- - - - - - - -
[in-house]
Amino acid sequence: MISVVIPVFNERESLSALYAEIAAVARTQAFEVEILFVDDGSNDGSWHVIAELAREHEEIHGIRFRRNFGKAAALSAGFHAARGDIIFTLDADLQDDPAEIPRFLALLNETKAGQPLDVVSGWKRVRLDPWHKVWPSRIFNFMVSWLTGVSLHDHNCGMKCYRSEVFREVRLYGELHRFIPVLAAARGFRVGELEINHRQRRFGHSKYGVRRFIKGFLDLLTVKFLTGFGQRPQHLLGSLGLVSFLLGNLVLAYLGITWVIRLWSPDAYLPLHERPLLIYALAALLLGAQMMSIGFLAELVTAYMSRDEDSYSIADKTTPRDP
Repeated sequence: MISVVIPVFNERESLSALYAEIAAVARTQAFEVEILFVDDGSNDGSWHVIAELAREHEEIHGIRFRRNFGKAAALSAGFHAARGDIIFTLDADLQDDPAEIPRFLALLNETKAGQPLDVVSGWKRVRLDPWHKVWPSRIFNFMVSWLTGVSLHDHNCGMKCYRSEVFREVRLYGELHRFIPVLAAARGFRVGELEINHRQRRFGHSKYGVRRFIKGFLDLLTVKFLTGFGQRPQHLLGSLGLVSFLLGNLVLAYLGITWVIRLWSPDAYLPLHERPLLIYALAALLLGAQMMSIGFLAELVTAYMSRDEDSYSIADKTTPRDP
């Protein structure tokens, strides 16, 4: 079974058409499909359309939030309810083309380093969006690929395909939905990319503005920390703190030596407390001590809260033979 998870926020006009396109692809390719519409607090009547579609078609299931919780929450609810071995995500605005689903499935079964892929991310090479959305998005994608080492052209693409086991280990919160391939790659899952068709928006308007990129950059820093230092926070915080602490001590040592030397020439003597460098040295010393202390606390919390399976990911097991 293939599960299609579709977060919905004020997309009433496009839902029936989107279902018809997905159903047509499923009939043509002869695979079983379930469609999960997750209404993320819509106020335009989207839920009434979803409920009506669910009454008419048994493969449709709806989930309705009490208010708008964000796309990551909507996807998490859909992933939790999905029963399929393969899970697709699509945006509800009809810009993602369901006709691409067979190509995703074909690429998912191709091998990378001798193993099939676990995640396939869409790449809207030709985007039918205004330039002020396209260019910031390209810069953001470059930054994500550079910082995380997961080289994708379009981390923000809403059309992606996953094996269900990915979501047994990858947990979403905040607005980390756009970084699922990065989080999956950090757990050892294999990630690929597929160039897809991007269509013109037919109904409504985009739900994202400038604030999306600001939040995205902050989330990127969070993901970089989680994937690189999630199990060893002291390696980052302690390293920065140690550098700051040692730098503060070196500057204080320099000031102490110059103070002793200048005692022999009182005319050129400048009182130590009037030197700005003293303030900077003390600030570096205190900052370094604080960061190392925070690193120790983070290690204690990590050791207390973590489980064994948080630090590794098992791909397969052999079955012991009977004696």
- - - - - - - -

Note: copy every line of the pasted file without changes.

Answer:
[in-house]
Amino acid sequence: MISVVIPVFNERESLSALYAEIAAVARTQAFEVEILFVDDGSNDGSWHVIAELAREHEEIHGIRFRRNFGKAAALSAGFHAARGDIIFTLDADLQDDPAEIPRFLALLNETKAGQPLDVVSGWKRVRLDPWHKVWPSRIFNFMVSWLTGVSLHDHNCGMKCYRSEVFREVRLYGELHRFIPVLAAARGFRVGELEINHRQRRFGHSKYGVRRFIKGFLDLLTVKFLTGFGQRPQHLLGSLGLVSFLLGNLVLAYLGITWVIRLWSPDAYLPLHERPLLIYALAALLLGAQMMSIGFLAELVTAYMSRDEDSYSIADKTTPRDP
Repeated sequence: MISVVIPVFNERESLSALYAEIAAVARTQAFEVEILFVDDGSNDGSWHVIAELAREHEEIHGIRFRRNFGKAAALSAGFHAARGDIIFTLDADLQDDPAEIPRFLALLNETKAGQPLDVVSGWKRVRLDPWHKVWPSRIFNFMVSWLTGVSLHDHNCGMKCYRSEVFREVRLYGELHRFIPVLAAARGFRVGELEINHRQRRFGHSKYGVRRFIKGFLDLLTVKFLTGFGQRPQHLLGSLGLVSFLLGNLVLAYLGITWVIRLWSPDAYLPLHERPLLIYALAALLLGAQMMSIGFLAELVTAYMSRDEDSYSIADKTTPRDP
């Protein structure tokens, strides 16, 4: 079974058409499909359309939030309810083309380093969006690929395909939905990319503005920390703190030596407390001590809260033979 998870926020006009396109692809390719519409607090009547579609078609299931919780929450609810071995995500605005689903499935079964892929991310090479959305998005994608080492052209693409086991280990919160391939790659899952068709928006308007990129950059820093230092926070915080602490001590040592030397020439003597460098040295010393202390606390919390399976990911097991 293939599960299609579709977060919905004020997309009433496009839902029936989107279902018809997905159903047509499923009939043509002869695979079983379930469609999960997750209404993320819509106020335009989207839920009434979803409920009506669910009454008419048994493969449709709806989930309705009490208010708008964000796309990551909507996807998490859909992933939790999905029963399929393969899970697709699509945006509800009809810009993602369901006709691409067979190509995703074909690429998912191709091998990378001798193993099939676990995640396939869409790449809207030709985007039918205004330039002020396209260019910031390209810069953001470059930054994500550079910082995380997961080289994708379009981390923000809403059309992606996953094996269900990915979501047994990858947990979403905040607005980390756009970084699922990065989080999956950090757990050892294999990630690929597929160039897809991007269509013109037919109904409504985009739900994202400038604030999306600001939040995205902050989330990127969070993901970089989680994937690189999630199990060893002291390696980052302690390293920065140690550098700051040692730098503060070196500057204080320099000031102490110059103070002793200048005692022999009182005319050129400048009182130590009037030197700005003293303030900077003390600030570096205190900052370094604080960061190392925070690193120790983070290690204690990590050791207390973590489980064994948080630090590794098992791909397969052999079955012991009977004696």